But please, please, please don't judge the series by having seen the movie. The film version is awfully, abyssmally, apocalyptically bad. Alan Moore has distanced himself from it as should anyone with taste and decency. By comparison, the graphic novels are the work of genius.
Unlike the first two volumes, Black Dossier is a stand-alone book - It's not a compilation of previously published comics. And it's not truly 'Volume Three' either. It's a kind of bridging volume that sets things up for the proper Volume Three, called Century - which comes out in 2008. As I understand it, there will be three more books - one set in 1910, the second in 1968 and the third taking place in the present day.
As we'd expect, a cast of well-known supporting characters appear throughout the book, including Billy Bunter turning up as the elderly caretaker of a run-down Greyfriars School, James 'Jimmy' Bond, Harry Lime, Emma Peel and Bulldog Drummond. And, as always, there are the thousands of subtle little things going on in the background: aliens from TV and film, characters from Giles cartoons ... I even spotted a music hall poster that mentions Arthur Atkins and Chester Drawers from the Fast Show. Every page bristles with wry humour and a hundred obscure references and it becomes an extra layer of fun just trying to spot and identify them all (I found a website by Jess Nevins that is dedicated to doing just that. Have a look here.)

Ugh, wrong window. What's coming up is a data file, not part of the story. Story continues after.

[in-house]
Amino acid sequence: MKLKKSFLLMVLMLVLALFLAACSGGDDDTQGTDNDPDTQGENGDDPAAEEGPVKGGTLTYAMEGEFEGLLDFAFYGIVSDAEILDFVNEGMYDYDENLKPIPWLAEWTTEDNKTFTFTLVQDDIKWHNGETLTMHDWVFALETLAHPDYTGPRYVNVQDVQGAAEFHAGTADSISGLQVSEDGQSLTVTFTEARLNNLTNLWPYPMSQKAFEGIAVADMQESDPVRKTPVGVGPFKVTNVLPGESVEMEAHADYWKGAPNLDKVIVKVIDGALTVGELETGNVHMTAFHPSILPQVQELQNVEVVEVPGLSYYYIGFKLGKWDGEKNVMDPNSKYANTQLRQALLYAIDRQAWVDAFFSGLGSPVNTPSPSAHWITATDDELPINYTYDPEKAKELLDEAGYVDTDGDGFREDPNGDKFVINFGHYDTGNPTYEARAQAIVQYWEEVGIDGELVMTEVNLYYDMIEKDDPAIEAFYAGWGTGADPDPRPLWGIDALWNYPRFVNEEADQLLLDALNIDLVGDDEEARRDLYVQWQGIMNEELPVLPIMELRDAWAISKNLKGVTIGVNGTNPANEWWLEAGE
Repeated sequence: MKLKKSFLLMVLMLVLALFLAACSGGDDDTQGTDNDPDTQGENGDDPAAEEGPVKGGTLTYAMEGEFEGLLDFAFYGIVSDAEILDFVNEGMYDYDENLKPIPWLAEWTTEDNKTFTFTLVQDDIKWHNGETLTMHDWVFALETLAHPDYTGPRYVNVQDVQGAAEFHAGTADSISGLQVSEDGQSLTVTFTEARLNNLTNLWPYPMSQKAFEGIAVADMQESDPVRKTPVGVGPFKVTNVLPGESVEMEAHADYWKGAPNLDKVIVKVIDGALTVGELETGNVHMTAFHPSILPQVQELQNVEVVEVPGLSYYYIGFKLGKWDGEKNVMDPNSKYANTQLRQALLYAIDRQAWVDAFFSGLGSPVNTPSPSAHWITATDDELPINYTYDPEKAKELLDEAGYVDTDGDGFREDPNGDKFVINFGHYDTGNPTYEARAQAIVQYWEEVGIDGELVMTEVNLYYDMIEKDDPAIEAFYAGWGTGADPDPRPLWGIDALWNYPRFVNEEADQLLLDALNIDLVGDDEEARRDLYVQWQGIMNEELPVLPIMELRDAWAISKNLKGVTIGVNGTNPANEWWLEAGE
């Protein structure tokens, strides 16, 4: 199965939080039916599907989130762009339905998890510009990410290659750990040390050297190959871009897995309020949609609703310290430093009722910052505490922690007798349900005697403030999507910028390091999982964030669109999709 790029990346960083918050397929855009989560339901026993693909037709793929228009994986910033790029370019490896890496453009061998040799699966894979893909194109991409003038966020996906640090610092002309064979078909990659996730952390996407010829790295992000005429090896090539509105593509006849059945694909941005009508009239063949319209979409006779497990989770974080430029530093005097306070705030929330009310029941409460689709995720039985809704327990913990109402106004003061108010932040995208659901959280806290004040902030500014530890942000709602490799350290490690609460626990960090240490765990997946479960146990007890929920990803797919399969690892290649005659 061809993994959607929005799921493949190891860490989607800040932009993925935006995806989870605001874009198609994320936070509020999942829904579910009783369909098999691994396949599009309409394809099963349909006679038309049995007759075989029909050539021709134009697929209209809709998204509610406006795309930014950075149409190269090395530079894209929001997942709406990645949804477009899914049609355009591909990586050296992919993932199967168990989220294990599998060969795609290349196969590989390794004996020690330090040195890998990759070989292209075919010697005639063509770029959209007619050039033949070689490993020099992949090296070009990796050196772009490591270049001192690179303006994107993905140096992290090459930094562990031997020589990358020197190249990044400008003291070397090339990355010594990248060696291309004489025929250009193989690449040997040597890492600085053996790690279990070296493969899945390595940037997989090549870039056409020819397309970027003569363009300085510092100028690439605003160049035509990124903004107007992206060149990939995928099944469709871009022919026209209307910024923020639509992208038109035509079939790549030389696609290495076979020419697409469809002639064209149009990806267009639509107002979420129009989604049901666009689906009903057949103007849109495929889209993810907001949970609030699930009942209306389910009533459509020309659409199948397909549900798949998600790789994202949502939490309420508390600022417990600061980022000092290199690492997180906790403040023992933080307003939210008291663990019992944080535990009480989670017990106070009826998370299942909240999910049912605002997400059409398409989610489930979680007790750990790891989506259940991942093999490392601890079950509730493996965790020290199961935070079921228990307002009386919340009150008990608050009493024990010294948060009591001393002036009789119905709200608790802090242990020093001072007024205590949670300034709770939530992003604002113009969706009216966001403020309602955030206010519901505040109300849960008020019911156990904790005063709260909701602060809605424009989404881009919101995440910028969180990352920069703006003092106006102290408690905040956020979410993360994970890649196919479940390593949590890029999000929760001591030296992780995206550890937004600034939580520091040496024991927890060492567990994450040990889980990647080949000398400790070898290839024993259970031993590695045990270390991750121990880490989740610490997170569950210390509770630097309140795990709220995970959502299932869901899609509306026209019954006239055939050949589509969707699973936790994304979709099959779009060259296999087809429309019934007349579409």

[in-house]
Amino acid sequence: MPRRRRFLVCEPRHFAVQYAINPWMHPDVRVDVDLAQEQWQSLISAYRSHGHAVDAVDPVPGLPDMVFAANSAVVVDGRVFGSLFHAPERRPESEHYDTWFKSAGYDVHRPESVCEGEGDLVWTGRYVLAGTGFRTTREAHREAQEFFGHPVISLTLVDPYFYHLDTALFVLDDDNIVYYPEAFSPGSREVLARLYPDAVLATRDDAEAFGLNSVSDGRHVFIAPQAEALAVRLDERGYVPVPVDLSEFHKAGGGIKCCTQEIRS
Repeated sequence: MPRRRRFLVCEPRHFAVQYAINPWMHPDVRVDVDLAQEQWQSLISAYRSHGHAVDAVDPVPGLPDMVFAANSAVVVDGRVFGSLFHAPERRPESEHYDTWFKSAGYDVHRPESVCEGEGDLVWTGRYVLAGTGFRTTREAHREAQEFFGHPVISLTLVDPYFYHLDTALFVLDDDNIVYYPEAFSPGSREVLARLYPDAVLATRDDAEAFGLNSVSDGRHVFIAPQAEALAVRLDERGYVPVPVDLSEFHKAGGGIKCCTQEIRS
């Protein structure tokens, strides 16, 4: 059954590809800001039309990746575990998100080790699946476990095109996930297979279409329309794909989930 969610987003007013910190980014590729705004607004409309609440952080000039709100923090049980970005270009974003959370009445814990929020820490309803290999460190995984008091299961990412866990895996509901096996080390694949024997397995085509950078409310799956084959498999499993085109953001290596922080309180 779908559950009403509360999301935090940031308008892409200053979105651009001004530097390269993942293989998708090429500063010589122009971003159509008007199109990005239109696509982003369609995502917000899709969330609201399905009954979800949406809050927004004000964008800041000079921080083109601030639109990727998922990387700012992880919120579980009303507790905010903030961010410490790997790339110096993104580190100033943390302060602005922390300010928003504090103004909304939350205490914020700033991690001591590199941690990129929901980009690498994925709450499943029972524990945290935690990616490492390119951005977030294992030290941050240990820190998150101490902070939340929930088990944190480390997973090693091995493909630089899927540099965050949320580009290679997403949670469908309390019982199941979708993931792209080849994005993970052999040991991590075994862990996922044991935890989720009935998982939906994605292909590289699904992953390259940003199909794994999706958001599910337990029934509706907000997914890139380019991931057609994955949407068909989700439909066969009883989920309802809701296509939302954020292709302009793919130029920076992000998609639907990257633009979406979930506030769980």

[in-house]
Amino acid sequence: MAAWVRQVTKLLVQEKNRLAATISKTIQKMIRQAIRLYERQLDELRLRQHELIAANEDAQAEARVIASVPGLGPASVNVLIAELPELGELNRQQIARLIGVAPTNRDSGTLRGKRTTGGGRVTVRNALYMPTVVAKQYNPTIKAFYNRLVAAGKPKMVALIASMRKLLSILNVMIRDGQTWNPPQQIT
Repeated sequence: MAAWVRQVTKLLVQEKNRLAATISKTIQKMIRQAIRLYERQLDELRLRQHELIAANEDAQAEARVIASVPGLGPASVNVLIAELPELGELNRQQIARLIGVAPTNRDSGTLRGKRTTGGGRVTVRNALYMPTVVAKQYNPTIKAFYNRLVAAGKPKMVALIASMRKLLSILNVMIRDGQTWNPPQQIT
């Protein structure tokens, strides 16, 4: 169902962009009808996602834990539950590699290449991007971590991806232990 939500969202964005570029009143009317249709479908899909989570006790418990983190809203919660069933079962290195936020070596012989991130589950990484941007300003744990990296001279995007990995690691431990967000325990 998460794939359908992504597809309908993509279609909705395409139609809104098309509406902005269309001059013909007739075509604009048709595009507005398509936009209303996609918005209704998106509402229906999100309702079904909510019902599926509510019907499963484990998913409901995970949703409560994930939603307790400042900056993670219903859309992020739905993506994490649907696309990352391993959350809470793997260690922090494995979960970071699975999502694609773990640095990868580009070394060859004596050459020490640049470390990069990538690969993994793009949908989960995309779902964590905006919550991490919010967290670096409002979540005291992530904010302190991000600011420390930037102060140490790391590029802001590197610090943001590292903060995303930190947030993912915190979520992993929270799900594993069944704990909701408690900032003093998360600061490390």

Black Dossier, like almost anything produced by Alan Moore or Kev O'Neill, is definitely worth getting hold of if you can. To my UK readers I say take advantage of the weak dollar and get it sent over. You won't regret it.